Battlefield V: review
Though this game had been through a lot of controversy, I was still looking forward to it when it came out. However, I have to say it has been disappointing.
The controversy of this game has its origins in the marketing: it was as if there were two separate campaigns for the game both saying two very different things. The first was that the game was going to be one of the most realistic World War Two shooters on the market, which got a lot of people excited; the second showed a different side of the game, a different, more inclusive take on the war, including roles for women (many women did fight in the war, though not robotic-armed, Boudicca-looking women).
Then, marketing admitted they were making up some weapons and tanks, which a lot of people were not happy about. To add to this, one of the designers dismissed the concerns with an ‘if you don’t agree with the game, don’t buy it’ statement – a bad move by EA.
I loved Battlefield 1 and still think it’s one of the best games on the current generation of consoles: it was fun, had a diverse number of maps, guns and tanks and was set in a war that had not been covered much before (The First World War), allowing players to see there were different sides to the conflict.
As the original was so good, the developers of Battlefield V have taken a lot from it: many are calling it a copy and paste job, as many of the guns are copied over. This has outraged some players as it feels like Battlefield 1 but worse – a lack of character and soul in the game, something created by a company because the First World War game did so well, therefore World War Two must sell as well.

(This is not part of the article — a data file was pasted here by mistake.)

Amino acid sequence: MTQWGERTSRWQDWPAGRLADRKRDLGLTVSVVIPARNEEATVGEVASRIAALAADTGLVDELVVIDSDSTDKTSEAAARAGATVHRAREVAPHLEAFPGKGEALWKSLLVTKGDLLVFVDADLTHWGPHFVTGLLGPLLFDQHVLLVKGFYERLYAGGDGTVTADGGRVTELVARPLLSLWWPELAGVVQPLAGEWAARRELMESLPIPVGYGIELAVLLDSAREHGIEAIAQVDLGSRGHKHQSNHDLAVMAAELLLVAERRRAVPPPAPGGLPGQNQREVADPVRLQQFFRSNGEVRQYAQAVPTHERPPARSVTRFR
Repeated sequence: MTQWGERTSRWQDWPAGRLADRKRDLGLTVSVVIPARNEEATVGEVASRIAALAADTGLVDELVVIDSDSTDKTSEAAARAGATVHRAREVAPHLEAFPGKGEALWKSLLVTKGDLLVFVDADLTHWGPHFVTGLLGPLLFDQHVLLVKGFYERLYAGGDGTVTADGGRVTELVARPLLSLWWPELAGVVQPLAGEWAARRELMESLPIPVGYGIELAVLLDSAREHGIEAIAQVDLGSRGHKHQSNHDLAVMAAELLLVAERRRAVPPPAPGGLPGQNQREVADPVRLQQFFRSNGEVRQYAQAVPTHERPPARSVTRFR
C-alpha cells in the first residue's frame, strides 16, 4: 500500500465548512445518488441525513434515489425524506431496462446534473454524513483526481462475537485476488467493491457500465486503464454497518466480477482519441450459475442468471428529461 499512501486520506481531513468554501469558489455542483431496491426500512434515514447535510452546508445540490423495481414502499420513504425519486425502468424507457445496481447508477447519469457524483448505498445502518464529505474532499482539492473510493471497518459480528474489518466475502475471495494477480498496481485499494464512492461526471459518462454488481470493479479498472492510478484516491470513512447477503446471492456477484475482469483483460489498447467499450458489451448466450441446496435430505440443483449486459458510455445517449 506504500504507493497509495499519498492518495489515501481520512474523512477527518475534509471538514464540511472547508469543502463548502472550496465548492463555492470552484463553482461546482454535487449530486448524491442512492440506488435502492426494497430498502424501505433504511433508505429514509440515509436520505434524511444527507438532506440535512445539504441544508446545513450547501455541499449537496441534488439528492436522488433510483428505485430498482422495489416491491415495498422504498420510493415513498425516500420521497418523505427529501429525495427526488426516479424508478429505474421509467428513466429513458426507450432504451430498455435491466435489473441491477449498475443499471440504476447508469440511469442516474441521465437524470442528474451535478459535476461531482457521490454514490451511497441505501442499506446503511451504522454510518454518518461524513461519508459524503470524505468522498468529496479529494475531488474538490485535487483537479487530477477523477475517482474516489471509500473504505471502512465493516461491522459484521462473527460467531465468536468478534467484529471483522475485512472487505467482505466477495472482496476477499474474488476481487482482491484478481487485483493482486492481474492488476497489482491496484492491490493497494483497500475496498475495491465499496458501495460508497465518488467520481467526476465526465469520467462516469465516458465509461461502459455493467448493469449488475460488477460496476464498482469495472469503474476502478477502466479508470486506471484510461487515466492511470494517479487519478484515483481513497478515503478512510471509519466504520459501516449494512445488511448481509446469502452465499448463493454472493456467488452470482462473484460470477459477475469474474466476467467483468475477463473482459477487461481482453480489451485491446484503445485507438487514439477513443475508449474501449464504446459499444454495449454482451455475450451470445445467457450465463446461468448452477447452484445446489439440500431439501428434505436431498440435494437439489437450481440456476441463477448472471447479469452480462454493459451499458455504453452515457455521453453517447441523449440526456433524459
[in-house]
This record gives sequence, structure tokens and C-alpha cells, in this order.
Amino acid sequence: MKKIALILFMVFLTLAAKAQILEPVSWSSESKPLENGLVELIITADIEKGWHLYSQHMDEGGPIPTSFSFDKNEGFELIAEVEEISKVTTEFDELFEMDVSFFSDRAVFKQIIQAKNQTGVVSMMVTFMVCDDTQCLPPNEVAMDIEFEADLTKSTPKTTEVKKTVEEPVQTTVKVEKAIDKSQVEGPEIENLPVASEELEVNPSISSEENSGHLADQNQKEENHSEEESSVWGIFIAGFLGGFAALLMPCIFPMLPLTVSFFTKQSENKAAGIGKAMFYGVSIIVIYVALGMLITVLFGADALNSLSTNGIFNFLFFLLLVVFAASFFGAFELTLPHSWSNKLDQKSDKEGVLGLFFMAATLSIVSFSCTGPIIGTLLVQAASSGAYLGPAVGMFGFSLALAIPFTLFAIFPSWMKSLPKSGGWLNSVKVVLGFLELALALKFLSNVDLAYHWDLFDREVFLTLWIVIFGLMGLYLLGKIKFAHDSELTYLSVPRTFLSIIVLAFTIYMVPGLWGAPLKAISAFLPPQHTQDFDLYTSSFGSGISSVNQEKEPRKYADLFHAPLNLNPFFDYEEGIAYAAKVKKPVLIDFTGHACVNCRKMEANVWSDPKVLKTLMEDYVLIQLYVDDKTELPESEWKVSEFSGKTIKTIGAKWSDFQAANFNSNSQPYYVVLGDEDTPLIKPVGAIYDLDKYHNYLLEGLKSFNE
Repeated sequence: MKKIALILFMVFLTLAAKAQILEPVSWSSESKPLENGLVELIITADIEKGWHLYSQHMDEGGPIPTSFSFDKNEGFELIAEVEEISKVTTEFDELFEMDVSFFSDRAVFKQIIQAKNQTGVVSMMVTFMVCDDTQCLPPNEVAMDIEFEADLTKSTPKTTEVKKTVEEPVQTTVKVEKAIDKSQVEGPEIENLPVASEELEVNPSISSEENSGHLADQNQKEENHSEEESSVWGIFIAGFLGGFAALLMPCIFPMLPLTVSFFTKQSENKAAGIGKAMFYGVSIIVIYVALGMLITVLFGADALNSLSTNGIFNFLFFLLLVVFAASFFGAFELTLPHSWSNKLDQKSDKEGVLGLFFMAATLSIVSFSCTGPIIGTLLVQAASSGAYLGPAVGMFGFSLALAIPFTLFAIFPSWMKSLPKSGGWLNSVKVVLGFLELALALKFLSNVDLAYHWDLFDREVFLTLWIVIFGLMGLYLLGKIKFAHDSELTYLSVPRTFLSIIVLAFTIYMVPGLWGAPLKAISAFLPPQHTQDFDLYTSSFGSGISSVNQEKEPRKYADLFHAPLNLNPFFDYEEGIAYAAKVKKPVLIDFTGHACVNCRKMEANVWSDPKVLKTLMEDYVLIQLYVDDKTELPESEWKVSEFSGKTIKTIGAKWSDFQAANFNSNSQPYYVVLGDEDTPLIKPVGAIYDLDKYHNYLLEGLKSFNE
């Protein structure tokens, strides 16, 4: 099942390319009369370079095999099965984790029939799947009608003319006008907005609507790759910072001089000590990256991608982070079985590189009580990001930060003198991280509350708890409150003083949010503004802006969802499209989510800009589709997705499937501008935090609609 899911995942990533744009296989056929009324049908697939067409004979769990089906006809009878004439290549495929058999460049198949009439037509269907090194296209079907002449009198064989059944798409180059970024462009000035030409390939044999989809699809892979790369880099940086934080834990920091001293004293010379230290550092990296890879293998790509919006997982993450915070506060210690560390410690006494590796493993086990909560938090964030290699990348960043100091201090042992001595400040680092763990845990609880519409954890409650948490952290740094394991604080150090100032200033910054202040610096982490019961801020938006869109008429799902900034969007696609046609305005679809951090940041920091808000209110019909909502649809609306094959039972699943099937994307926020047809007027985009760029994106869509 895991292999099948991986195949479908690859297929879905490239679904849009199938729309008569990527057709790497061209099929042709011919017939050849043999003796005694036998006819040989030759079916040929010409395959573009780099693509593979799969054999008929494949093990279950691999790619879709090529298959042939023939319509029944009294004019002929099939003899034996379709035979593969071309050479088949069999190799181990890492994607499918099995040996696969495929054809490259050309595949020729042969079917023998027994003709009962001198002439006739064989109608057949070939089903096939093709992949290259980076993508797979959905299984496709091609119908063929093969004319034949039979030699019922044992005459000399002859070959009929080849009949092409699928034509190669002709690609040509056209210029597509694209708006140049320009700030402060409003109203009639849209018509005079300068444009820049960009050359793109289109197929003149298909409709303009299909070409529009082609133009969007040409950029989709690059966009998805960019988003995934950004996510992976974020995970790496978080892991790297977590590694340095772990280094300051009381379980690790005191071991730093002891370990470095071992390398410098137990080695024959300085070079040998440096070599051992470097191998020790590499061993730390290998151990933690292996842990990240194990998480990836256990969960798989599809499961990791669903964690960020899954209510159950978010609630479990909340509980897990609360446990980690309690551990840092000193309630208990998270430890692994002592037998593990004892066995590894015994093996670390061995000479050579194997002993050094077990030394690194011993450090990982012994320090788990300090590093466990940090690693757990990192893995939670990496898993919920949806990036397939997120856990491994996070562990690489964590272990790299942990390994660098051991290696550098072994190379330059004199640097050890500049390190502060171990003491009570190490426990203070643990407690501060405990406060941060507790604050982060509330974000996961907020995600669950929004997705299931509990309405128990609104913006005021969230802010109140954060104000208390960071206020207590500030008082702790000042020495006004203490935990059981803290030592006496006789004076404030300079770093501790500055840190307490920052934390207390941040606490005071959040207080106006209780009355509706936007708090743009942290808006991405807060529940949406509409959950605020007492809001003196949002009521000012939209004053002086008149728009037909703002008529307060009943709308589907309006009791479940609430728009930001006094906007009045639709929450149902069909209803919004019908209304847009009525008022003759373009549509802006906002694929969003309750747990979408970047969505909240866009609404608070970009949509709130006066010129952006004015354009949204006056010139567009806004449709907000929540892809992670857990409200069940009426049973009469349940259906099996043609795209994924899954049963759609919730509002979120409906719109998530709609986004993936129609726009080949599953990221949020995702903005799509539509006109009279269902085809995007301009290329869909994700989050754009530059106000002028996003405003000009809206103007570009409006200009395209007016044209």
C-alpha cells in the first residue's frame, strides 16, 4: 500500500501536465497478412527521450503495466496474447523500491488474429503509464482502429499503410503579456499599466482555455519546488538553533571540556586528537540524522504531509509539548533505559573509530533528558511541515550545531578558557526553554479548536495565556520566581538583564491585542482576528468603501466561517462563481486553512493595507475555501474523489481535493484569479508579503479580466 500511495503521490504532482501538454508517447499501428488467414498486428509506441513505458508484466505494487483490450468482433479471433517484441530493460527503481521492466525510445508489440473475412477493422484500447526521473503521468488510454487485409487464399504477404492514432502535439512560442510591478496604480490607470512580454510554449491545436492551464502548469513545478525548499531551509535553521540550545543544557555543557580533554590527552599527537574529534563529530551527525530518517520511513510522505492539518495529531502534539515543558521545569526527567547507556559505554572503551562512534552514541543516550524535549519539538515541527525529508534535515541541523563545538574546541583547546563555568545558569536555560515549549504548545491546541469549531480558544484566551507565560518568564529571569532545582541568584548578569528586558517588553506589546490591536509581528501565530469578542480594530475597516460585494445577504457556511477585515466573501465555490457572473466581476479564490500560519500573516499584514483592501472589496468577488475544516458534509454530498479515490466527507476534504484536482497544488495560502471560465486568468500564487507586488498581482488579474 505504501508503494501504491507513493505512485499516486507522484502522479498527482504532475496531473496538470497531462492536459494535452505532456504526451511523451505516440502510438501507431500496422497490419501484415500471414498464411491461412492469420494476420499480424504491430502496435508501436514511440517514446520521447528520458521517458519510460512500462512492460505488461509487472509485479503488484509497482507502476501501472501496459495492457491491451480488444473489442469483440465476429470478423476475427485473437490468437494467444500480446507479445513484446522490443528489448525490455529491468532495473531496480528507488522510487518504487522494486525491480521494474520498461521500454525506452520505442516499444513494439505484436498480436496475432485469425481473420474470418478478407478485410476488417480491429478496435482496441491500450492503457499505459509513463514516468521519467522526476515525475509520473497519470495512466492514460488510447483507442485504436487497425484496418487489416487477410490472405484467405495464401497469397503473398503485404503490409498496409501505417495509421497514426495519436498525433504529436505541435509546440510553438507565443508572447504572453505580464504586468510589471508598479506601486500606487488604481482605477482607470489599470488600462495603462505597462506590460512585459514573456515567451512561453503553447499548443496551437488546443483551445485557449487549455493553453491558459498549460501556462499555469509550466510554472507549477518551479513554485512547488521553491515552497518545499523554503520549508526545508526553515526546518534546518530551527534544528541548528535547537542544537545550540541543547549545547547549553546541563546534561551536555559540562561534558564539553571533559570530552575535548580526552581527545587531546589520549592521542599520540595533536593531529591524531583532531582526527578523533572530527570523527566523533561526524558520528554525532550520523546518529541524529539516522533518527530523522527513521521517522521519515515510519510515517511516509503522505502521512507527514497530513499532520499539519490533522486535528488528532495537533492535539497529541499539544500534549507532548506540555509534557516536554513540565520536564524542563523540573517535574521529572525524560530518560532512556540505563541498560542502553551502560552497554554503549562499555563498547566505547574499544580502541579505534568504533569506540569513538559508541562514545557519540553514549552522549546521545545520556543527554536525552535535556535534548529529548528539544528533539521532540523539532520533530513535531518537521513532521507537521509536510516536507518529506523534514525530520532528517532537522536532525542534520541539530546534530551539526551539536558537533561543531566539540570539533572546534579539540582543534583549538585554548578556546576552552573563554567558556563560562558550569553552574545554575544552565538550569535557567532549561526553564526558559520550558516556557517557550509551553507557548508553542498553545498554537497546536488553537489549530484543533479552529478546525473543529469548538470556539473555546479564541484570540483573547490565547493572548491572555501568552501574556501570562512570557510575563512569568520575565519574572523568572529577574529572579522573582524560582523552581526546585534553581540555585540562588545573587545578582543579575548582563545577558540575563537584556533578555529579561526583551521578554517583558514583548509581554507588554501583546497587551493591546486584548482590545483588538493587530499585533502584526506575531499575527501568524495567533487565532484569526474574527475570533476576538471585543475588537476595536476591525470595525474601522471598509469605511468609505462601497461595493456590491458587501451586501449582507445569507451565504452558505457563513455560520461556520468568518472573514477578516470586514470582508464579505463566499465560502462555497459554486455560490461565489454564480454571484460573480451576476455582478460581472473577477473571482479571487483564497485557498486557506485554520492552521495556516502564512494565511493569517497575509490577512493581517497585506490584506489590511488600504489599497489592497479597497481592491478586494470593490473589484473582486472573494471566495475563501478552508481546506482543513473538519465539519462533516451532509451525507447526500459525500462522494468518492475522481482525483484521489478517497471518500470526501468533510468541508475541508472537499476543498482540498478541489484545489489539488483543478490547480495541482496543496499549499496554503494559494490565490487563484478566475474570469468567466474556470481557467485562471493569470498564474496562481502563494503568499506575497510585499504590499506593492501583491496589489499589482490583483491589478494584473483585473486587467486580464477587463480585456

The campaign follows the same beats as the Battlefield 1 campaign, following several ‘war stories’ that take place across each year of the war, but they do nothing new. Usually, each war story will feature a stealth mission, a driving mission and then a big mission where you can choose which object you want to destroy first. This just gets repetitive and boring.
I also dislike the way you become a super soldier, a trained assassin able to take on a whole army by yourself; in the shooters of the early 00s, you were an ordinary guy fighting your way through the war and it felt more grounded in reality.
There are also fewer campaigns than in Battlefield 1 and they didn’t even finish one of them until after the launch of the game.
This game generally feels very rushed: there are glitches all over the place, some of which are game-breaking. For example, I was on a campaign mission and there was a glitch where I kept falling through the floor and, ultimately, I had to start again.
There are even odd times in the multiplayer where glitches that were in the beta still persist, like when you are a medic and you revive someone but you end up with their class for some reason.
The multiplayer maps are not much better. They lack any form of playability and, again, there are fewer than in Battlefield 1. One map takes place near a bridge over a swamp and it’s so big that you will never bump into anyone; then again, due to the large amount of trees, you’d probably never see them anyway. I have not found much fun on any of the maps I’ve played so far.
A free dlc season called ‘Tides of War’, which follows the course of the war after the fall of France in 1940 – and then to 1945 – has been promised. They have already confirmed Greece will be coming but a lot of people are demanding Stalingrad, Berlin, Pearl Harbour and Poland. However, they are unconfirmed, and do not stick to the theme of unknown conflicts of the war which DICE is going for, so their inclusion is unlikely.
The game does have some positives: the graphics are ace (as is to be expected from makers DICE), the scenery is stunning, from the Norwegian Fjords to the North African desert and it looks amazing. It’s just a shame they did not put as much time into the story and characters – a recurring theme in DICE games. It also looks like all future dlc will be free, though this may mean the company will have less incentive to produce any – Battlefront 2 suffered this fate with notable lack of post launch content.
Overall, this game is okay if you like to switch off and shoot something and aren’t too bothered about realism; the graphics are excellent but the gameplay certainly isn’t.
I think it could have been one of the generation’s best games and, although it is salvageable with future patches and dlcs, it may well remain a disappointment.
Sound design 9/10